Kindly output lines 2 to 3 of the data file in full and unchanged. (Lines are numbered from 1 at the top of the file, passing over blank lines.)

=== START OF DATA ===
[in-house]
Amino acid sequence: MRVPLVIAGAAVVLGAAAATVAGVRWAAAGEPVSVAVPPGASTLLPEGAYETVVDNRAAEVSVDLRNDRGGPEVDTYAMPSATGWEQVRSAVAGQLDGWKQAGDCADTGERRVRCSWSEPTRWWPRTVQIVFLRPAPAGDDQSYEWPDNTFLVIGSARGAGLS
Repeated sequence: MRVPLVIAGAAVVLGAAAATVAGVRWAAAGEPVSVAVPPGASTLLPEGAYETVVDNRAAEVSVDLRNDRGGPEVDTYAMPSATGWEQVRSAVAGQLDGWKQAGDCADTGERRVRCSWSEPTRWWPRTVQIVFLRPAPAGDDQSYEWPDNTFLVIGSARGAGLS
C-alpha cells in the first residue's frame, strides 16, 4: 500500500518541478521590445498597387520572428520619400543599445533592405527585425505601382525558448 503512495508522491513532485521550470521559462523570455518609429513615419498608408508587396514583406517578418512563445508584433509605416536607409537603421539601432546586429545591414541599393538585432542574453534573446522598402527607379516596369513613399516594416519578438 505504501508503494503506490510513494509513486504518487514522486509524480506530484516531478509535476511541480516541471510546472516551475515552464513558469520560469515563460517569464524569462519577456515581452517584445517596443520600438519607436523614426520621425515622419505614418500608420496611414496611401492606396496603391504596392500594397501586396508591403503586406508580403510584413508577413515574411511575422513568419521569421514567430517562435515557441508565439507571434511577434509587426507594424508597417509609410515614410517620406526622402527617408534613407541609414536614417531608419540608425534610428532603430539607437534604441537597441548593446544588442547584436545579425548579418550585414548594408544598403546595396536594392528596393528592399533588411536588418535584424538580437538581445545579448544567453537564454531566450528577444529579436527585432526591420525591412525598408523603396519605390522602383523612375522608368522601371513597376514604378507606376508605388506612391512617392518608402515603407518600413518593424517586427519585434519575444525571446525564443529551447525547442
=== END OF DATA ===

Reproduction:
Amino acid sequence: MRVPLVIAGAAVVLGAAAATVAGVRWAAAGEPVSVAVPPGASTLLPEGAYETVVDNRAAEVSVDLRNDRGGPEVDTYAMPSATGWEQVRSAVAGQLDGWKQAGDCADTGERRVRCSWSEPTRWWPRTVQIVFLRPAPAGDDQSYEWPDNTFLVIGSARGAGLS
Repeated sequence: MRVPLVIAGAAVVLGAAAATVAGVRWAAAGEPVSVAVPPGASTLLPEGAYETVVDNRAAEVSVDLRNDRGGPEVDTYAMPSATGWEQVRSAVAGQLDGWKQAGDCADTGERRVRCSWSEPTRWWPRTVQIVFLRPAPAGDDQSYEWPDNTFLVIGSARGAGLS